Demonstration of Promising Practices to Increase Proper Bicycle Helmet Use in Middle School Youth

Source: Center for Education and Research in Safety and National Highway Traffic Safety Administration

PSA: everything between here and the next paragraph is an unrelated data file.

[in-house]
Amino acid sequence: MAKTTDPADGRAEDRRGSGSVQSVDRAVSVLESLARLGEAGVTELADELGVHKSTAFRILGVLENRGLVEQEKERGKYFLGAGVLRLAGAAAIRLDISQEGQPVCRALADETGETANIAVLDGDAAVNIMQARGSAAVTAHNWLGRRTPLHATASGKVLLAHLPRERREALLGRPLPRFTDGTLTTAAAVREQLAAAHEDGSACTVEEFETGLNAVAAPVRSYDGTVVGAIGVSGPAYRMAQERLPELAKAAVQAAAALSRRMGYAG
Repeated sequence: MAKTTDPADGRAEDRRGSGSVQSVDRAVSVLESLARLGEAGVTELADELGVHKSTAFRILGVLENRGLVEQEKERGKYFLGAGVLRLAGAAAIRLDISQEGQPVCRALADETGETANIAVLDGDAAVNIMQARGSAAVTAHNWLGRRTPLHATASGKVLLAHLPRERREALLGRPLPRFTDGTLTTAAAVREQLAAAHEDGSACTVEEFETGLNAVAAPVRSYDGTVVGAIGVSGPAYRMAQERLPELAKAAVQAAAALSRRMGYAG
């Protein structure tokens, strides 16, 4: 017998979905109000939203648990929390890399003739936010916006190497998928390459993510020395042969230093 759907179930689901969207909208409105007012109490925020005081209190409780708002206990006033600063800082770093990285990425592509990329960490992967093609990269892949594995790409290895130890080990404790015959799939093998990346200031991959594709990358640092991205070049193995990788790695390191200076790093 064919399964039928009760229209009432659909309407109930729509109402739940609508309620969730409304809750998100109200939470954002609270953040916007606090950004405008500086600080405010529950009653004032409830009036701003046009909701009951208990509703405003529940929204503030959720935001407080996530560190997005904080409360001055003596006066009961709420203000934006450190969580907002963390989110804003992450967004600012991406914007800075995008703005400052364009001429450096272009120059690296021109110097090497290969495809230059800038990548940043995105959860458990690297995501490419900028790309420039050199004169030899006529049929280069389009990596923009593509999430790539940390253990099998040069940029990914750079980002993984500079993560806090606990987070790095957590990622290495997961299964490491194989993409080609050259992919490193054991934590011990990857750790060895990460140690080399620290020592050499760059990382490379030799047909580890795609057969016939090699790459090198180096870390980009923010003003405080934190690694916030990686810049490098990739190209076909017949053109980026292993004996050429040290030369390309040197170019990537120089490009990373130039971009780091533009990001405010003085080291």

This study replicated a promising pilot program to increase bicycle helmet use in middle school students tested in 2005. Based on feedback from the three participating pilot schools, changes were made to enhance the program followed by a demonstration of the program in 12 newly selected schools from three regions of the country. Each school program was supervised by an adult and included student ownership of the program. During the intervention phase, students selected a group goal for increased helmet use by the end of the program. Along with their overall goal, each week the current status for afternoon helmet use for the preceding week was recorded and publicly posted for their school peers to see. Helmet use was counted only if the helmet was worn properly. To be scored as correctly worn, the helmet had to be buckled snugly (the loop formed by the buckle could not form a loop the observer estimated would accommodate more than a few fingers), and the helmet needed to be level (no more than two finger widths visible above the eyebrows). All student participants worked toward a shared reinforcer (a pizza party), if they attained their selected goal. Students were provided helmets with the school logo and given the option to decorate their helmets. Education was provided including the importance of helmet use, how to fit their helmets, and an overview of basic traffic safety principles for riding safely, i.e., ride in the same direction of traffic, obey traffic signs and signals. Time was allocated to allow for discussion about bicycle safety and to ensure student’s helmets were properly fitted. Following treatment, correct helmet use increased from 14 percent to 34 percent and helmet use also increased in the morning even though students only collected and posted data on afternoon helmet use. Sampled helmet data collected some distance from the school, by paid and trained adult observers, also indicated that students did not remove their helmets outside the school campus. Results of the study suggest it may be unrealistic to increase helmet use by middle school students by using positive reinforcement and information of the safety benefits of helmet use alone. It is likely that the enforcement component and the level of commitment of adult coordinators may be important variables if high levels of helmet use are to be achieved.

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